Women who drink beer regularly seem to have a higher risk of developing psoriasis, according to a study published in Archives of Dermatology, a JAMA/Archives journal. The link does not apply to light beer or wines or spirits (liquor), the researchers say. The authors write: Psoriasis is a common immune-mediated skin disease. The association between alcohol consumption and increased risk of psoriasis onset and psoriasis worsening has long been suspected. For example, individuals with psoriasis drink more alcohol than individuals without psoriasis, and alcohol intake may exacerbate psoriasis severity. Alcohol consumption has been shown in previous studies to be linked to certain disease risk - e.g. the risk of gout is higher with beer consumption that wine or spirit consumption. Abrar A.
Patients with psoriasis have a higher risk of developing depression or anxiety, and having suicidal feelings, says a report published today in Archives of Dermatology, a JAMA/Archives (Journal of the American Medical Association) journal. Psoriasis is a dry, scaly skin disorder. Doctors believe that it is genetic and is caused by the immune system being mistakenly "triggered", resulting in skin cells being produced too quickly. The authors state that approximately 1% to 3% of the general population is affected with psoriasis - of which a significant number have not been diagnosed (possibly between 0.4% and 2.3% of the adult population with the condition). The authors wrote: Psoriasis has long been recognized to be associated with potentially adverse effects on mental health. In the 1960s, a popular ad campaign labeled the emotional burden of this skin disease as the 'heartbreak of psoriasis.
Mickelson Announcement Prompts Expedited Filing Of Psoriasis Research Plan With FDA By Energex Systems, Inc.
A research plan that is designed to determine the degree of effectiveness of an experimental non-drug therapy known as ImmunoModulation for the treatment of psoriasis as a primary indication and psoriatic arthritis as a secondary indication, will be filed with the Federal Food and Drug Administration in an expedited manner. In a letter that was delivered to the FDA today, medical technology developer Energex Systems, Inc. requested a Pre - Investigational Device Exemption (IDE) meeting to (i) review the safety and efficacy data that was submitted to the agency as a result of the company's ongoing research, (ii) discuss the hypothesis of the mechanism-of-action that it will rely on to support an IDE for the primary and secondary indication, and (iii) understand the agency's requirements for such an application.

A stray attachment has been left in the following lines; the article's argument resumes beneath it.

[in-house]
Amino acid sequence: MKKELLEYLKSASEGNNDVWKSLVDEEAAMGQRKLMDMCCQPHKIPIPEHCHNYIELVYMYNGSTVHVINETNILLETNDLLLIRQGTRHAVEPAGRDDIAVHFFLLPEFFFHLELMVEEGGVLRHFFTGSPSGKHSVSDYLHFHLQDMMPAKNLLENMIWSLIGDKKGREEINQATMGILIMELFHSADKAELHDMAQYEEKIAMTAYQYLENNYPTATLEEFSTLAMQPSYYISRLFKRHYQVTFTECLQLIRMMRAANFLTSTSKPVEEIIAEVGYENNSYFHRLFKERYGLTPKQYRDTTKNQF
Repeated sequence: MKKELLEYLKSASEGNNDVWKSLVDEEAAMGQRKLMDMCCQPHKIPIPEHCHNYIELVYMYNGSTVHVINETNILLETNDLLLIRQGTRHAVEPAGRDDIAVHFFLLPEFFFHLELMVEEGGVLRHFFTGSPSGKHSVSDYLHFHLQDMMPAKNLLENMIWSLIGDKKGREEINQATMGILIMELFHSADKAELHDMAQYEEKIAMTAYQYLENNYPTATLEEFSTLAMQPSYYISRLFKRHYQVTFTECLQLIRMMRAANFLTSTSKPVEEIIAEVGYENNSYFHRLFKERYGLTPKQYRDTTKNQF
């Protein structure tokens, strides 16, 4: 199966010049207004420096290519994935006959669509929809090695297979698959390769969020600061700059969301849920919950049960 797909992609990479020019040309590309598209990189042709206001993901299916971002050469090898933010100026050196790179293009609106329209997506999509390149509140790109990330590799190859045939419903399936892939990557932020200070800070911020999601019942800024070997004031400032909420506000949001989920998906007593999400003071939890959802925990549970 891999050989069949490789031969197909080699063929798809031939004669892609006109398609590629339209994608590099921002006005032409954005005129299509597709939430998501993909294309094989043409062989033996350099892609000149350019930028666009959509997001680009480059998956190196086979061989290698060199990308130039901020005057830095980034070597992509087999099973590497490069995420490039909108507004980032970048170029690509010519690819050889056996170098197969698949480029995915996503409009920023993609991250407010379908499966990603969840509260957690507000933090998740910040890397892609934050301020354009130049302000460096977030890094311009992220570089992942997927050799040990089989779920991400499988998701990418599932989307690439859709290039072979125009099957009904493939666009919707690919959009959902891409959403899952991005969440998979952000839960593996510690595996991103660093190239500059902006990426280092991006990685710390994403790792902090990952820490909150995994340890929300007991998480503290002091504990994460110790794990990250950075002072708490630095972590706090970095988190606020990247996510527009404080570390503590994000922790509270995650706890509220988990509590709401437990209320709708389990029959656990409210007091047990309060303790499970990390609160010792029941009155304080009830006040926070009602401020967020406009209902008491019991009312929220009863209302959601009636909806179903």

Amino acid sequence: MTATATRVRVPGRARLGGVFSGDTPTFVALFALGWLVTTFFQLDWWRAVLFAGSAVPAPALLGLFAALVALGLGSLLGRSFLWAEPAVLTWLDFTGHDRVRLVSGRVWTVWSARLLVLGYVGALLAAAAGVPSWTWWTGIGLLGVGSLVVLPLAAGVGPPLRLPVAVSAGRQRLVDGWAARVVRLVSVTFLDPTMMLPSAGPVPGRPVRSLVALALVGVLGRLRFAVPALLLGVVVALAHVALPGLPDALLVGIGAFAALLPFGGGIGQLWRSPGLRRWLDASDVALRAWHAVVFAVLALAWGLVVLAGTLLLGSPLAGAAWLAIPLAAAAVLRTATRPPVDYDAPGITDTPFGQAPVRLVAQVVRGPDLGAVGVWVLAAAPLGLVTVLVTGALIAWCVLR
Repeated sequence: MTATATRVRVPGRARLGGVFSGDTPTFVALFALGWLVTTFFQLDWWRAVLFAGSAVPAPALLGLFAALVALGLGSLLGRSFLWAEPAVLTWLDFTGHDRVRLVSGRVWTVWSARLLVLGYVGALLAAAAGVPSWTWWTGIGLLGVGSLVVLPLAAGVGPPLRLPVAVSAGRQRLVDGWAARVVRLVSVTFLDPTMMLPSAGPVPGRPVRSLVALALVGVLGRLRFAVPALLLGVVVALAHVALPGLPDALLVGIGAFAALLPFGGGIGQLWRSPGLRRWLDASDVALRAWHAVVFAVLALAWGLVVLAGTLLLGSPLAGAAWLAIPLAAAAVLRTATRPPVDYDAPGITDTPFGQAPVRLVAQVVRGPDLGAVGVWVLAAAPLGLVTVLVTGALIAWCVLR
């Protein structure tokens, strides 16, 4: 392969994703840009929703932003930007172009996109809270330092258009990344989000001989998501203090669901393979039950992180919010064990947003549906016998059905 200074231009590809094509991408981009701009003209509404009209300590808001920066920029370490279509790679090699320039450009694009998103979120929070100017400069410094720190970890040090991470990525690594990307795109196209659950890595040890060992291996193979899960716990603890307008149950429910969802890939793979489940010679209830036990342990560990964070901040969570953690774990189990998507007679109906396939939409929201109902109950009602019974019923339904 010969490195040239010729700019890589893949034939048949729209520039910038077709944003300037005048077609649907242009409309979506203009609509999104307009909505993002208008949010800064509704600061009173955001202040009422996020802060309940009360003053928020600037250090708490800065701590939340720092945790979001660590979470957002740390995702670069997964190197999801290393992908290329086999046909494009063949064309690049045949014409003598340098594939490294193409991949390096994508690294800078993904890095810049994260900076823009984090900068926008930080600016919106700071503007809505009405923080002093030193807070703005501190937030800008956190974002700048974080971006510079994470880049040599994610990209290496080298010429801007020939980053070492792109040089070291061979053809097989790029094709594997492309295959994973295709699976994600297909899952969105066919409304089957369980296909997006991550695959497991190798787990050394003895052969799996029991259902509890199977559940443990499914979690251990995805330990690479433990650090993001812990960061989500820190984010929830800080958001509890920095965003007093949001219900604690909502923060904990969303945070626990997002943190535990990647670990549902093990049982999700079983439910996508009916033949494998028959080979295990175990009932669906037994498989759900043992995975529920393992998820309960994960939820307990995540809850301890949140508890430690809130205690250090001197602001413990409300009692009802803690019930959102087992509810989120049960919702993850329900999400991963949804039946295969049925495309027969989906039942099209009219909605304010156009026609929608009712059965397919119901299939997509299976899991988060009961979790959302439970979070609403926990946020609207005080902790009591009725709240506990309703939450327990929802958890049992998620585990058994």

Treatment with narrow-band UV-B rays may increase serum levels of vitamin D in the wintertime while clearing psoriasis, according to a report in the August issue of Archives of Dermatology, one of the JAMA/Archives journals. Psoriasis affects 1.5 percent to 3 percent of the population, according to background information in the article. Abnormalities in vitamin D metabolism may be partly responsible for the development and worsening of this skin condition. "Most vitamin D is obtained by skin production following exposure to solar UV-B, while less than 15 percent is obtained from dietary sources such as oily fish and fortified foods, " the authors write. Narrowband UV-B treatment has become the standard light therapy for psoriasis. Caitriona Ryan, M.B., B.Ch., B.A.O., then of St. Vincent's University Hospital, Dublin, and now of Baylor Research Institute, Dallas, and colleagues assessed 30 consecutive patients with psoriasis who were treated with narrowband UV-B three times per week until their psoriasis cleared between October 2008 and February 2009.
Individuals with psoriasis appear to have an increased risk of depression, anxiety and suicidality, according to a report in the August issue of Archives of Dermatology, one of the JAMA/Archives journals. Psoriasis affects 1 percent to 3 percent of the general population, and estimates suggest 0.4 percent to 2.3 percent of adults have the condition but have not been diagnosed. "Psoriasis has long been recognized to be associated with potentially adverse effects on mental health, " the authors write. "In the 1960s, a popular ad campaign labeled the emotional burden of this skin disease as the 'heartbreak of psoriasis.' However, there have been relatively few studies evaluating psychological outcomes in patients with psoriasis." Shanu Kohli Kurd, M.D., M.S.C.E, M.H.S., and colleagues at the University of Pennsylvania, Philadelphia, studied data from electronic medical records in the United Kingdom from 1987 to 2002.